Ventricular rate control is essential in the management of atrial fibrillation. Atrioventricular node ablation (AVNA) and ventricular pacing can be an effective option when pharmacological rate control is insufficient. However, right ventricular pacing induces ventricular desynchronisation in patients with normal QRS and increases the risk of heart failure on long-term. His bundle pacing (HBP) is a physiological alternative. There is still very limited data about the feasibility of AVNA after HBP.
To evaluate feasibility and safety of HBP followed by AVNA in patients with non-controlled atrial arrhythmia.
We included all patients who underwent AVNA for non-controlled atrial arrhythmia after HBP implantation in 3 hospitals. No back-up ventricular lead was implanted. AVNA procedures were performed with 8 mm-tip ablation catheters.
AVNA after HBP lead implantation was performed in 50 patients. AVNA was successful in 36 of 50 patients (72%). Modulation of the AV node conduction was obtained in 8 patients (16%). The mean procedure duration was 44±25min, and mean fluoroscopy duration was 5.9±7.7min. A mean number of 6.6±9.0 RF applications (315±450 s) were delivered to obtain complete/incomplete AV block. Acute HB capture (HBC) threshold increase>1V occurred in 9 patients (18%) with return to baseline value at day 1 in 6. There was no lead dislodgment. Mean HBC threshold after AVNA was 1.25±0.78V@0.5ms. AV node re-conduction was observed in 6 patients (16.7%). No ventricular lead revision was required during the follow-up period. The baseline native QRS duration was 102±21ms and the paced QRS duration was 107±18ms (Fig. 1).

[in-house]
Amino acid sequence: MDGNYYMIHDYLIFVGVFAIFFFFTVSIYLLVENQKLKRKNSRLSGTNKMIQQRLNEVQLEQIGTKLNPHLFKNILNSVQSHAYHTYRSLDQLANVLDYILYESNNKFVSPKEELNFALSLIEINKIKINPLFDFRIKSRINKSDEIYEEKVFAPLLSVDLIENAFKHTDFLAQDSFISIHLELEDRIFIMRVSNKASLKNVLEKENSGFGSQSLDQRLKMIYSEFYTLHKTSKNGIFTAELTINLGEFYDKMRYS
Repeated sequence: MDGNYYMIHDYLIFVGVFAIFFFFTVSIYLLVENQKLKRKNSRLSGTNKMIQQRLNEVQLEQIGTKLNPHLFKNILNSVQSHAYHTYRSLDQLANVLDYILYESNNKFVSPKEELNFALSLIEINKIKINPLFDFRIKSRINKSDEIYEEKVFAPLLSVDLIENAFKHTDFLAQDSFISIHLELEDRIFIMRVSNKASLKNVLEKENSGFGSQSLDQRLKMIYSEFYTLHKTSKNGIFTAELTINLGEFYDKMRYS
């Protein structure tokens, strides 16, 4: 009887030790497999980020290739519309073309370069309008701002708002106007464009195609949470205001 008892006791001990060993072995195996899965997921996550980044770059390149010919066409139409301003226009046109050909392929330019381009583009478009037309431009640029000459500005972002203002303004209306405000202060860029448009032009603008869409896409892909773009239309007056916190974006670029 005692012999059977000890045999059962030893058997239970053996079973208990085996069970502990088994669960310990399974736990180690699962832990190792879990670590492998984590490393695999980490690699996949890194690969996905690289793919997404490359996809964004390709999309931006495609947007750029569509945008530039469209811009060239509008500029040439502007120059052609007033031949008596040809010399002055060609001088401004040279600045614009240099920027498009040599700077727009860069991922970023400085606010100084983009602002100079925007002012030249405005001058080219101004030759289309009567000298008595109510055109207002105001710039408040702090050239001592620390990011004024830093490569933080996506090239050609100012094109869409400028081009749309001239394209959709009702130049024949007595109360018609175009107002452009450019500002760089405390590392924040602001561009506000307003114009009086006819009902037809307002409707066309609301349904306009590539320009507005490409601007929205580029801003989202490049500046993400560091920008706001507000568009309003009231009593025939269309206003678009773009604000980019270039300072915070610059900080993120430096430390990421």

AVNA combined with HBP for non-controlled atrial arrhythmia is feasible and does not compromise HBC but seems technically difficult with significant AV nodal re-conduction rate. The presence of a back-up ventricular lead could have changed our results and would require further evaluation.Le texte complet de cet article est disponible en PDF.